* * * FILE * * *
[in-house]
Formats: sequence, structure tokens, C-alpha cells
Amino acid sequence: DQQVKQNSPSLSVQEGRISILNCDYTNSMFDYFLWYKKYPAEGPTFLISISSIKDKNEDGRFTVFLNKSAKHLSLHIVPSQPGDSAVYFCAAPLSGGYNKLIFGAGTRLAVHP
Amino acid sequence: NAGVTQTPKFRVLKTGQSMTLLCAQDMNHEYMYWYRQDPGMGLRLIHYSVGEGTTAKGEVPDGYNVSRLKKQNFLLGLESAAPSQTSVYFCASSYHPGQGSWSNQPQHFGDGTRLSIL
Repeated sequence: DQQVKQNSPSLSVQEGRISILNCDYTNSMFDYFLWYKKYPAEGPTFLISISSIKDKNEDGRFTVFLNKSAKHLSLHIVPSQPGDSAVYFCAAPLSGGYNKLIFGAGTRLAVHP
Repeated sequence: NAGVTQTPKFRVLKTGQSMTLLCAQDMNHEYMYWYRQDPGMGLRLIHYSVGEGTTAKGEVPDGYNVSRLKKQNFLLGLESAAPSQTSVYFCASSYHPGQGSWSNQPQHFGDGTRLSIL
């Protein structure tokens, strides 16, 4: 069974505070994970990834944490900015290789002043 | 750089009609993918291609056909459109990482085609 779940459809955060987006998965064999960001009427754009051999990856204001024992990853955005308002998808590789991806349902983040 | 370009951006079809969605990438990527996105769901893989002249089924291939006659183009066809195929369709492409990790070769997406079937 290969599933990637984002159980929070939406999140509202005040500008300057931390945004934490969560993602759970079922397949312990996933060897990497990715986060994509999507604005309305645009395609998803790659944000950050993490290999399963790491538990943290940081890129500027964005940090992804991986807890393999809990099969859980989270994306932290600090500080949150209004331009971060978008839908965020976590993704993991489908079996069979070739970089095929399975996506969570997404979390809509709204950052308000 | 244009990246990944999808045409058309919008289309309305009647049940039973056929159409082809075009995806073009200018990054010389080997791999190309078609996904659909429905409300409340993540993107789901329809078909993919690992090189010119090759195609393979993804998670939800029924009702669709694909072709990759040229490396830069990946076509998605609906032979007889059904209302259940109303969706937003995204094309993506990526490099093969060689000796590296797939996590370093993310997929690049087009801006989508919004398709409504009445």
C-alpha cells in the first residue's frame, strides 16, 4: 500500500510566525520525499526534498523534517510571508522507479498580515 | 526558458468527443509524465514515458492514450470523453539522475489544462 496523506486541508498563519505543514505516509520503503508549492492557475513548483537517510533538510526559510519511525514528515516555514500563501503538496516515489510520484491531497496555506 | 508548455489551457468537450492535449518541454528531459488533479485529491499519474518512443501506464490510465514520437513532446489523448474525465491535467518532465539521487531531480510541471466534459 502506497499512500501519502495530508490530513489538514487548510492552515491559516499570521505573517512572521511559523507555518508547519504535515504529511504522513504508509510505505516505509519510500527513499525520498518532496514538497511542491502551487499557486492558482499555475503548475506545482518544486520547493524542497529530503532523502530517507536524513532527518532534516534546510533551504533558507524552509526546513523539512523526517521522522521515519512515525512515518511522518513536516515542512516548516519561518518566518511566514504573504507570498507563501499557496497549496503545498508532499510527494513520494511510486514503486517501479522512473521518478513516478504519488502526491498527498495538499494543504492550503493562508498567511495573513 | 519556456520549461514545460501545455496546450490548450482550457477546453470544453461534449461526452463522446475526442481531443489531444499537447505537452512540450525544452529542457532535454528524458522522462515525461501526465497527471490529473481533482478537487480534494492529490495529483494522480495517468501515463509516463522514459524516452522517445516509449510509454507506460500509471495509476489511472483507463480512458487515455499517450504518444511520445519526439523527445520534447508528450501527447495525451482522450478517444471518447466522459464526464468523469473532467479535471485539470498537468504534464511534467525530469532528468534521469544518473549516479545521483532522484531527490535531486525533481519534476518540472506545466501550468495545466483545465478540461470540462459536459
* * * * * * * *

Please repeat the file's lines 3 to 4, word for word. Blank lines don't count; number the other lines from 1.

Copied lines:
Amino acid sequence: DQQVKQNSPSLSVQEGRISILNCDYTNSMFDYFLWYKKYPAEGPTFLISISSIKDKNEDGRFTVFLNKSAKHLSLHIVPSQPGDSAVYFCAAPLSGGYNKLIFGAGTRLAVHP
Amino acid sequence: NAGVTQTPKFRVLKTGQSMTLLCAQDMNHEYMYWYRQDPGMGLRLIHYSVGEGTTAKGEVPDGYNVSRLKKQNFLLGLESAAPSQTSVYFCASSYHPGQGSWSNQPQHFGDGTRLSIL